It is a sad fact that gender equality remains a troublesome topic in business. Old perceptions have begun to change, but there is much more that needs to be done.
When it comes to female business leaders, there are few. According to Catalyst, the non-profit dedicated to expanding opportunities for women in business; just 4 per cent of Fortune 500 chief executives are female.
Only 6 per cent of executive directors in FTSE100 companies are women, and only four of those companies are led by women: Burberry, easyJet, Royal Mail and Imperial Tobacco.
In fortune 1000 companies, these figures are even lower. Just 4 per cent of CEOs in the index are female and only 16 per cent of its board members are women.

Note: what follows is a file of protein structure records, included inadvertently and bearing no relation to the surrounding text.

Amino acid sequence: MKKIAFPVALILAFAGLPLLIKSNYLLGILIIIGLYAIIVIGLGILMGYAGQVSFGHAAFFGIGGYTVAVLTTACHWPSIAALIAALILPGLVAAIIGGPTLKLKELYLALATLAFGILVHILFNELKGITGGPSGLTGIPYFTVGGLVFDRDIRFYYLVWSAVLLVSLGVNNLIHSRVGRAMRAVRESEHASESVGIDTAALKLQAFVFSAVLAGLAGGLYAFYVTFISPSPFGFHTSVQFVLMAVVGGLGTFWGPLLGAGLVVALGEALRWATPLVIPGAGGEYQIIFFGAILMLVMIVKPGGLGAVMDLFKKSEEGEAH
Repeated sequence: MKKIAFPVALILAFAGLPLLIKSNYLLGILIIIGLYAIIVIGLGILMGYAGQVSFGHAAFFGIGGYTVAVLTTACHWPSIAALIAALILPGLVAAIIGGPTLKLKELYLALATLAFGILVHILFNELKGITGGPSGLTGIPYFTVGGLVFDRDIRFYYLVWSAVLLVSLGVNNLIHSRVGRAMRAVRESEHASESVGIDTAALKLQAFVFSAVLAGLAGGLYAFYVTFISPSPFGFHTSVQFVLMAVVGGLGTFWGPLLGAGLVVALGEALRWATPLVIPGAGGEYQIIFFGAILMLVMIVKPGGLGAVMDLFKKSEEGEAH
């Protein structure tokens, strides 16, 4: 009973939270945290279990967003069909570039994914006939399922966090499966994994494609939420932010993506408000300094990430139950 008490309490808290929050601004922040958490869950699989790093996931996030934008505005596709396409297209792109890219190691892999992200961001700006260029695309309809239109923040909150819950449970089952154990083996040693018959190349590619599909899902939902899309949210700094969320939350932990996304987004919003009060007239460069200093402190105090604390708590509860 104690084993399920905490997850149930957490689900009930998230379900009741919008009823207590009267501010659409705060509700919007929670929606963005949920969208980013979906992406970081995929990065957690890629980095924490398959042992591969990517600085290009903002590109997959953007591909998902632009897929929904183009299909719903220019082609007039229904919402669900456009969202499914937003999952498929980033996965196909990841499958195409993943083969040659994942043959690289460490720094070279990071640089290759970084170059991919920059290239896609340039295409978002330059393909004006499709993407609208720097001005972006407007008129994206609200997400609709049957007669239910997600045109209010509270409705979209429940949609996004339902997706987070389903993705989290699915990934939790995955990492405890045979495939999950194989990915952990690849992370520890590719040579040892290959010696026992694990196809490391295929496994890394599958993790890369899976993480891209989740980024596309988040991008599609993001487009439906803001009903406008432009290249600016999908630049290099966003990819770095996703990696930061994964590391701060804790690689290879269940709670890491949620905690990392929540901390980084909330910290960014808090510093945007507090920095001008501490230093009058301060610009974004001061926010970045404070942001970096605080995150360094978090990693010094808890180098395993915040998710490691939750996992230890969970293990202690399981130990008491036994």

Forté Foundation, a non-profit consortium of leading companies and top business schools working together to launch women into fulfilling, significant careers through access to business education, says that an MBA can level the playing field.
Since its foundation in 2001, Forté has been increasing women's access to education and business networks, as well as providing financial support for those seeking business education.
In a recent study, the foundation found that an MBA can increase a women's earning potential by over $3 million. The Graduate Management Admissions Council (GMAC) reported in a 2012 survey that female MBAs saw a 70 per cent increase on their pre-degree salary.
There are many positive reasons for women to attend b-school.
Forté is holding a European Business Leadership Summit for Women this month in London and Paris to promote gender equality in business, and the value of an MBA.